Brabs: Everything has to be perfect to win.

by Russell Atkins


by Russell Atkins


To read the interview in full, click here

David Brabham is confident Aston Martin Racing are in good shape to defend their GT1 class success in the Le Mans 24 Hours in June, but the Aussie warned that in order to do so everything must run like clockwork in a race that has become in recent years more of a round-the-clock sprint than a test of endurance.

In company with team-mates Darren Turner and Rickard Rydell, 'Brabs' triumphed in GT1 at La Sarthe last year, seeing off the threat of arch-rivals Corvette by a scant three minutes at the end of 24 hours of relentless, flat-out competition. It was the first time the legendary British manufacturer had got the better of its American opponent since its return to Le Mans in 2005, and as he gets set to team up with Turner once more - as well as newly-promoted factory ace Antonio Garcia - the 42-year-old is clearly up for the fight.

"Last year was particularly special and emotional for everyone involved," he reminisced, speaking exclusively to Radio. "I've been there a lot of times - that was my 14th year - so to not just win, but to win there in an Aston Martin, was pretty special.

"Our job is probably a little bit harder I think coming into this year's event. We were very well-prepared last year; I think we were better prepared than most. I think the other teams will be better prepared this time - I'm not saying they're going to be better prepared than us, but they're going to be better than they were - and I think the competition will be challenging, but I've got every bit of confidence that we can repeat it.

"We've just got to make sure that we push in every area and like last year have no mistakes - just service in the pit-stops, fast pit-stops, having good 'out' and 'in' laps and so forth. Everything has to be perfect to be able to win this race.

"Last year Corvette had exactly the same type of race as we did - an absolutely perfect race - but we just had more speed. I anticipate them being closer this year, so I'm really looking forward to it. I think it's going to be an even tougher fight than last year.

"The Saleens were fast last year too, but they weren't quite ready. They've obviously had another year to prepare now, though, and there are some private-tier teams out there that are going to be strong too. Certainly we don't have it all our own way, nor Corvette - I think last year's qualifying showed that, and when the race got going we were still fairly closely-bunched after a few hours before it kind of stretched out and we were the ones out front. I really do feel it's going to be a tough competition, but I think all of us are looking forward to the challenge."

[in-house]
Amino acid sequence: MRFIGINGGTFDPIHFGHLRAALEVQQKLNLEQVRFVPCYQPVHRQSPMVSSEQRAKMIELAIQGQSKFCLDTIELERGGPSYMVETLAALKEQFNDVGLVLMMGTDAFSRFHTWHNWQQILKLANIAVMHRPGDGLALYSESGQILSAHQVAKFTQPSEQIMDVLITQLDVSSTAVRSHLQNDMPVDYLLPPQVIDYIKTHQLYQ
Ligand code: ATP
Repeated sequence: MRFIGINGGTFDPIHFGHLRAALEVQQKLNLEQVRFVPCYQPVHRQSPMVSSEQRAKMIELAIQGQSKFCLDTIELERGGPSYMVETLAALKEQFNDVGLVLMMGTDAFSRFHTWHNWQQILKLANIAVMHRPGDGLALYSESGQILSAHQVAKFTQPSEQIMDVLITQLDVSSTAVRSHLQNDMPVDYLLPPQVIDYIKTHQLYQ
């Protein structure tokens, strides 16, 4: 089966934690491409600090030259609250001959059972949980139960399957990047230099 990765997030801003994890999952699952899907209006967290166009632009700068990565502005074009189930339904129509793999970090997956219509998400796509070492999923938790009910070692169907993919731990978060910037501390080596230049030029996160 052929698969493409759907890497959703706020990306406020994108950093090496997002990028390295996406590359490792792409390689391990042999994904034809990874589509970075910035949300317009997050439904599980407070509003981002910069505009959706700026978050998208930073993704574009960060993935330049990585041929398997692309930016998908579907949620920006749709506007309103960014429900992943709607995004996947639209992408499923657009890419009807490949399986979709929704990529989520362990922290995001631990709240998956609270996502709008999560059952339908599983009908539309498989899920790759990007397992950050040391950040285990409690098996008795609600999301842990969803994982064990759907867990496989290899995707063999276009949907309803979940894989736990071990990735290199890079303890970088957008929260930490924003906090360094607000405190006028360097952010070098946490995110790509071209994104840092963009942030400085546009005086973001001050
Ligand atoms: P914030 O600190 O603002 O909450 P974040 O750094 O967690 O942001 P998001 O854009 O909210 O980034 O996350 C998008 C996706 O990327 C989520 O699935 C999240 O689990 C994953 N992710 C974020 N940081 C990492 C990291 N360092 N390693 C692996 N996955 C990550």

Indeed, the former Formula 1 star has an impressive record in sportscars, with innumerable trophies to his name, class glory at Le Mans in both 1993 and 2007 and second place outright for another iconic British marque - Bentley - in 2003. What's more, the DBR9 he will be competing in again this year is no longer bedecked out in its traditional British Racing Green colours, but rather the celebrated Gulf livery, with the famous oil company set to mark the 40th anniversary of its debut in the race in 2008.

"In some ways Gulf is like a legendary trademark name at Le Mans," Brabs acknowledged. "It goes back many years and covers some fantastic times there. To combine the two - Aston Martin and Gulf - is pretty special, so just to be a part of that is great.

"All these things are pretty cool, but at the end of the day we're there to do a job, and we've just got to get on with it and win the race. What happens outside of that is outside our control. The most important thing is that we go there and do our job, and the nice thing is we've got a fantastic brand in Aston Martin and a great brand in the sponsor in Gulf as well. That will create a lot of interest for the race, which is also good for the team.

"I think it's a given that we're [Brabham, Turner and Garcia] going to work well together. We know each other very well, we know the car very well, we're very similar-sized and I'm really looking forward to it. I think we're all very pleased with the decision to put us together, and I was pleased when I was told who I was going to be driving with, although I would have been fine with the other guys as well - both are very strong driver line-ups."

The Wimbledon-born ace also insisted that he felt no additional pressure returning to La Sarthe as the defending class winner as opposed to the underdog - the role AMR has assumed for the previous three years. He added that he would continue to go back to Le Mans for as long as the race welcomes him, admitting that it is 'very much a big part' of his life.

"I think pressure really depends on the way you look at it," he underlined. "Every race you go to at Le Mans you go there to win, obviously. There's always a certain amount of pressure, but I don't think it adds any extra pressure to what I have to do and hopefully not the team either.

"You have a particular mindset when you go into a race like that. You've got to make sure that your preparation is good, and I think the better your preparation the more comfortable you feel when you get to the race. Yesterday was history; we've got a new race again, so we've got to treat it like that and make sure that every individual in the team does their best on the day.

"Every time I think about it, every time I go there to compete, leave the place, go back again - to me it's addictive, and very much a big part of my life in terms of my racing world. It comes round only once a year, but it's such a huge event and I just love competing in it; I have never once lost interest in it, and I'm very much looking forward to going back again."


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